BWW Review: TITUS ANDRONICUS Gives Audiences a Bloody Good Time at Cincinnati Shakespeare Company

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BWW Review: TITUS ANDRONICUS  Gives Audiences a Bloody Good Time at Cincinnati Shakespeare Company

'Tis the season for the bloodiest play in Shakespeare's cannon. If you get even slightly queasy at the sight of blood or vomit, this may not be the play for you. If you're in the mood for all the spooks and gore that you can handle, make your way to Cincinnati Shakespeare Company for their production of "Titus Andronicus," running now through Nov. 2.

The play includes 14 murders, a rape, cannibalism, live burial and several other thrilling and haunting events in between. The play opens after the death of Rome's emperor, and his two sons, Saturninus and Bassianus are now campaigning to the people for the throne. The decision suddenly becomes simple when Titus Andronicus has returned from 10 years at battle and has been elected by the people as Rome's next emperor. Titus refuses, giving the throne over to Saturninus since he is the first born. Saturninus takes Tamora, the queen of goths as his empress, and threatens to punish Titus, his sons, Bassianus and his betrothed, Lavinia for being traitors. Tamora convinces Saturninus to have pity on the suspected traitors, and repair their relationship. You know the saying, "keep your friends close, and your enemies closer?" Tamora puts this into practice as she tells the audience of her ulterior motive to seek revenge on Titus and his family for killing her eldest born.

Throughout the play you see the war between the Goths and Titus's clan develop, come to a head, and result in absolutely disgusting and appalling ends. People lose limbs, tongues, loves and lives at bizarre and malicious costs, and when the end comes you feel both relieved that it's over, and also wanting more closure on what you just witnessed.

It's messy in nature, but performed so tactfully by the talented company at Cincy Shakes. The entire cast gets better and better as the story unfolds and characters become more developed, but the energy in the theater is unlike most. Jeremy Dubin's direction of the play is highly interactive with the audience, and the cast seemed to feed greatly off the energy the audience was producing.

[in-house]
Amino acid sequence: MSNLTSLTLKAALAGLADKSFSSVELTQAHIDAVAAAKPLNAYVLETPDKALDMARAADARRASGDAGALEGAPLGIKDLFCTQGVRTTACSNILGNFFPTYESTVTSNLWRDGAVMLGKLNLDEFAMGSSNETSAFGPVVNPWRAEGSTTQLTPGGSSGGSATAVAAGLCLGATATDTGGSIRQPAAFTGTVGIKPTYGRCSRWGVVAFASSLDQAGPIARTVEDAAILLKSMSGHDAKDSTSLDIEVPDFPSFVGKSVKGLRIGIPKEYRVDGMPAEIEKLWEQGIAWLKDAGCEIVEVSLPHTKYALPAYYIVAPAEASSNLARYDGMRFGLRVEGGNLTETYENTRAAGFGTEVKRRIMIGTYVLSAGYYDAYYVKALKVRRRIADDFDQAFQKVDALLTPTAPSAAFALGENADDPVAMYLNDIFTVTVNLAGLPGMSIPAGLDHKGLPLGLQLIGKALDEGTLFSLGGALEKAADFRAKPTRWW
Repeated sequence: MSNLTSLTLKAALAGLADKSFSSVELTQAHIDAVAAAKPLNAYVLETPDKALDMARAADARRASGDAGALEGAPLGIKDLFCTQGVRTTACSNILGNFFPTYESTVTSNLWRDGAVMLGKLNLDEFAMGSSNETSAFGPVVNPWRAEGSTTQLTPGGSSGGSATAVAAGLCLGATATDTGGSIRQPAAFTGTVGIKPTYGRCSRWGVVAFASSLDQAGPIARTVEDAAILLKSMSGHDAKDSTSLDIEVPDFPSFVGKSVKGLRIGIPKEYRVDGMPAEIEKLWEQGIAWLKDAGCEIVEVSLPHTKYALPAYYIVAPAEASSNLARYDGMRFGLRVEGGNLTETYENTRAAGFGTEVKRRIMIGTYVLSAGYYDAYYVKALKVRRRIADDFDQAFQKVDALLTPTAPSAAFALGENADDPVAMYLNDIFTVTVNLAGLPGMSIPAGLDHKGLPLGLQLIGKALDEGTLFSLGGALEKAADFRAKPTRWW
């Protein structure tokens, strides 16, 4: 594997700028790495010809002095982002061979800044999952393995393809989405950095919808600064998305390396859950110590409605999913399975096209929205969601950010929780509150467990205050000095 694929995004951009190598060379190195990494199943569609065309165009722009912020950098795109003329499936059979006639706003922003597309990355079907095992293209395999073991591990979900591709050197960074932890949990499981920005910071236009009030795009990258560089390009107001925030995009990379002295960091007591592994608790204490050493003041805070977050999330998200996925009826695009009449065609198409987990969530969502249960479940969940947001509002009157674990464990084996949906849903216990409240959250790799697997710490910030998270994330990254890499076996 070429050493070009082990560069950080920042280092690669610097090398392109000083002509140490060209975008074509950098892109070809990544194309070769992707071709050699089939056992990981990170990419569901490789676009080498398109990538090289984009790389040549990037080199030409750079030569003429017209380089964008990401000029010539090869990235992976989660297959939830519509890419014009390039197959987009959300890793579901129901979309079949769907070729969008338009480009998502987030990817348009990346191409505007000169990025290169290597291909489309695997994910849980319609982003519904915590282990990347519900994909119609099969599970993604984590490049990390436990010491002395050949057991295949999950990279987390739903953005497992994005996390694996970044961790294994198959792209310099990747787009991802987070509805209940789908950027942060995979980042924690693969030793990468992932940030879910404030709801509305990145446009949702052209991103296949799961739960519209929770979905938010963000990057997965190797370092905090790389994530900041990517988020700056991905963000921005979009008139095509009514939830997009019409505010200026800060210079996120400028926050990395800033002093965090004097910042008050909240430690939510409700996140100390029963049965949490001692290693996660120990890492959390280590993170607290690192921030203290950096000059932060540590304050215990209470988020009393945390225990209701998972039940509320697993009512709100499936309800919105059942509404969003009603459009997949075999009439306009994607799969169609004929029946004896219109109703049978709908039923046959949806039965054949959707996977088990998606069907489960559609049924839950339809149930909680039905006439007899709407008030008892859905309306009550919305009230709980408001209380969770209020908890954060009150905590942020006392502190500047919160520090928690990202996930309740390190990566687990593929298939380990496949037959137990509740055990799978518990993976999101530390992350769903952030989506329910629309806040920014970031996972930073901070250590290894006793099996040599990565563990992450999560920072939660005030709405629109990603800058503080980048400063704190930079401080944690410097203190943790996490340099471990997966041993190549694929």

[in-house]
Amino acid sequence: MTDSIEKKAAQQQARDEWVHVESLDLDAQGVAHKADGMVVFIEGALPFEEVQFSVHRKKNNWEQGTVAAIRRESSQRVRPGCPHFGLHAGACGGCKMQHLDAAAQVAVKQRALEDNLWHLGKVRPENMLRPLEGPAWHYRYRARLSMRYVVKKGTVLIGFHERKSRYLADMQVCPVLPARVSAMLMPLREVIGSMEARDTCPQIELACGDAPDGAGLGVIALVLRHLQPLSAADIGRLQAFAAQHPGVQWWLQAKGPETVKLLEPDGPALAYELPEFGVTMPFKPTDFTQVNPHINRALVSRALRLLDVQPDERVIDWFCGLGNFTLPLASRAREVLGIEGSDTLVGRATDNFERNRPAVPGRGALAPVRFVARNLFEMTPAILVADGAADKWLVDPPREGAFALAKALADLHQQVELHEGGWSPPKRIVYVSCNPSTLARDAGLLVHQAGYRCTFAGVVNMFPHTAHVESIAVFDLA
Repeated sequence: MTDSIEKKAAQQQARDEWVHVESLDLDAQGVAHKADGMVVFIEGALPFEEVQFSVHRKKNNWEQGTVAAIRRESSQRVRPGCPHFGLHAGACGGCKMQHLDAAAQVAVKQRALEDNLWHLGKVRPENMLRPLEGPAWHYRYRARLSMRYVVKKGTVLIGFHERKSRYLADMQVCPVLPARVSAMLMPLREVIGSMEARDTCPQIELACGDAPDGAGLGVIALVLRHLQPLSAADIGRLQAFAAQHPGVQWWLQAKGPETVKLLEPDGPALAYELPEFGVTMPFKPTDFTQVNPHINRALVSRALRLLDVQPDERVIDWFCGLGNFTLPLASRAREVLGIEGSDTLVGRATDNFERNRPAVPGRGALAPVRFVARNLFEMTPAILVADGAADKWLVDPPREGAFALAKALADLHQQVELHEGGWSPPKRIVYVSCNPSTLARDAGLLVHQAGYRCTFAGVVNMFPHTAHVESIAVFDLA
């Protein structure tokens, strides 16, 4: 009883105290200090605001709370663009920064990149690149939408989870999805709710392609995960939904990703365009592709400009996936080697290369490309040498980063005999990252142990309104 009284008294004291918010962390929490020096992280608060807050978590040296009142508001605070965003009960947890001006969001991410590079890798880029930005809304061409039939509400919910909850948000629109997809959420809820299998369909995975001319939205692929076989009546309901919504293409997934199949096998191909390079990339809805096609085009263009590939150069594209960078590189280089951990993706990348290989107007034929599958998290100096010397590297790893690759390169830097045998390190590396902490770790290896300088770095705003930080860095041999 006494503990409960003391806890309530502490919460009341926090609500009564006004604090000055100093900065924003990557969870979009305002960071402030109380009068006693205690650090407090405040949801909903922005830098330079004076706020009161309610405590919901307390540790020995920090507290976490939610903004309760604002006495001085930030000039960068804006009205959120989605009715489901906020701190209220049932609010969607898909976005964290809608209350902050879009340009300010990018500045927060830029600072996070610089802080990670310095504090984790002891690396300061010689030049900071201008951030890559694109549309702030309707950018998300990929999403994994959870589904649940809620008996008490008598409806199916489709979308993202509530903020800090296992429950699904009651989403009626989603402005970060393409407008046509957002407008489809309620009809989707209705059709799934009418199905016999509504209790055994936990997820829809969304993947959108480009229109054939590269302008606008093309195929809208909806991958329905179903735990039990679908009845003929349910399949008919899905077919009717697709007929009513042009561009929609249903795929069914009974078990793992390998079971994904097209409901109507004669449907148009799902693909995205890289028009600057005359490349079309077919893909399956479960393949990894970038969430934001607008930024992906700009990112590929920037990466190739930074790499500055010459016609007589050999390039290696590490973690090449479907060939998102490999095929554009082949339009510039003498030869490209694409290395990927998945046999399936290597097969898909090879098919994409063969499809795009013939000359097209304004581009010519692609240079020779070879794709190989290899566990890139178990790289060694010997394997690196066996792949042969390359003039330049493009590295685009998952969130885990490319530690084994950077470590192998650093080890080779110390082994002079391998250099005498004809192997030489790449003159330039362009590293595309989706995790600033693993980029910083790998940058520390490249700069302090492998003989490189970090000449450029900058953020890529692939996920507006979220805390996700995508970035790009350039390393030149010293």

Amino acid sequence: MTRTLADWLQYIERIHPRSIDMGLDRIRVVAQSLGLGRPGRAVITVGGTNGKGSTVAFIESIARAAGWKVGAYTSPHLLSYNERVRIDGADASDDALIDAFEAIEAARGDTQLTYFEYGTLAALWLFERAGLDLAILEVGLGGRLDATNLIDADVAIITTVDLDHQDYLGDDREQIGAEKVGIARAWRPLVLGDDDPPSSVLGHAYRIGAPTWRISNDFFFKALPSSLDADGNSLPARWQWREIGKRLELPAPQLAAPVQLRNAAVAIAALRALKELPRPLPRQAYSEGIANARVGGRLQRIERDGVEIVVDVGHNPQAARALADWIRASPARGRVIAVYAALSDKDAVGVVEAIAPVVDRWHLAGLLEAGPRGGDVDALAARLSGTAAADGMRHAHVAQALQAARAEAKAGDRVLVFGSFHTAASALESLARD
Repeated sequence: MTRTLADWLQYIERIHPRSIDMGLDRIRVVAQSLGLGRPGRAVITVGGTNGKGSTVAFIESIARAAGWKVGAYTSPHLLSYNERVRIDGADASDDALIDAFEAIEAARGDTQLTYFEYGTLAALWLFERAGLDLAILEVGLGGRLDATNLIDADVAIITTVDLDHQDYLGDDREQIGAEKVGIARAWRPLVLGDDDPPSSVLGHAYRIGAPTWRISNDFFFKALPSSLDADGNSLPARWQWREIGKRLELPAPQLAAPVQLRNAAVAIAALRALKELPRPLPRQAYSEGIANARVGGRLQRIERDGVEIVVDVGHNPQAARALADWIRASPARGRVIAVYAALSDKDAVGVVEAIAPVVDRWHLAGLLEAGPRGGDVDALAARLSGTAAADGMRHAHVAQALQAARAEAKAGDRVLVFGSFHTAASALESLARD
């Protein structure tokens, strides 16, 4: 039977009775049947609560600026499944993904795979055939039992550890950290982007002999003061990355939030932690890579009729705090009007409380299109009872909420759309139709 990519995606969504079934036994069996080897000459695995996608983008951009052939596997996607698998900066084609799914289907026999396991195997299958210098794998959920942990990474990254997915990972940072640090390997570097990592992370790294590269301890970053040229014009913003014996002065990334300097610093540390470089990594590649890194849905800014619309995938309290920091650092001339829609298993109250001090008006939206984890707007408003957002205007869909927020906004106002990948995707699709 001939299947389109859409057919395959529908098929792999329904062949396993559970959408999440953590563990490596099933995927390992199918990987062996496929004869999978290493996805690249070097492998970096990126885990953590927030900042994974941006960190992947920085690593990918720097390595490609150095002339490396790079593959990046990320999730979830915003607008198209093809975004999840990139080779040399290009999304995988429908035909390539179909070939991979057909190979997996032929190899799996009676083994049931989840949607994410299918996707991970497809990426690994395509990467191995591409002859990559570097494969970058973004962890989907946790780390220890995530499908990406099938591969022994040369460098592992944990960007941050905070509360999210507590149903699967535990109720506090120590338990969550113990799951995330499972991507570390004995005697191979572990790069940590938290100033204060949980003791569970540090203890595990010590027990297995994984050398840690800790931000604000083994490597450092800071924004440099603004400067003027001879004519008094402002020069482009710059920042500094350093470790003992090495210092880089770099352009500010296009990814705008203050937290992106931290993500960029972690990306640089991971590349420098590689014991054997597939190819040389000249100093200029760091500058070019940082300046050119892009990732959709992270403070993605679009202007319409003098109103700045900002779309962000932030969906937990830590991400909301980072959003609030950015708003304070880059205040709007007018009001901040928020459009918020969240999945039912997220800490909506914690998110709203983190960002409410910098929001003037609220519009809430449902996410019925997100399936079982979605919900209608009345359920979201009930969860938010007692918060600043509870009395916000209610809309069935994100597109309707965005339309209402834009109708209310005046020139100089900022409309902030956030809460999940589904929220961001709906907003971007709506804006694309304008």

Maggie Lou Rader (Lavinia) stole the show with her intensely chilling performance as Titus's only daughter, and the most coveted lady in the play. From her entrance, you can't help but be on her side and wishing the best things for her. Her demeanor is sweet and fairy-like until her betrothed is murdered right before her eyes. The pleading monologue she delivers to Tamora, asking the empress to please kill her as living will be more painful, marks the change in her character and in her spirit. After this monologue, incredibly painful and unforgivable things are done to her by Tamora's lustful sons, leaving Lavinia without hands or a tongue. In this moment, Vader secured her spot as the highlight of the show. Rader's performance is nothing short of a brilliant master class in nonverbal communication and breakdowns. The vulnerability and honesty that Rader possesses makes that scene and the rest of the play all the more uncomfortable, as it suddenly becomes hard to separate yourself from the production you're watching.

The audience adored Justin McCombs as the comedic relief, Saturninus. In a play that is so heavy and gruesome, having a laugh and getting some buoyancy is much needed. McCombs' comedic timing is nothing short of flawless, and his physical comedy is perfect. There is a moment where his character receives many arrows to the backside, and the scene in which he's getting them removed plays almost like an old cartoon.

While I am not a horror junky by any means, this was a very enjoyable night to get into the spooky spirit of the season, and take in a brilliantly staged, gory Shakespeare play. If you have a strong stomach and love a good slasher film, this is the play for you.

For tickets and more information about "Titus Andronicus," running now through Nov. 2 at Cincinnati Shakespeare Company, tap here.

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From This Author Anne Simendinger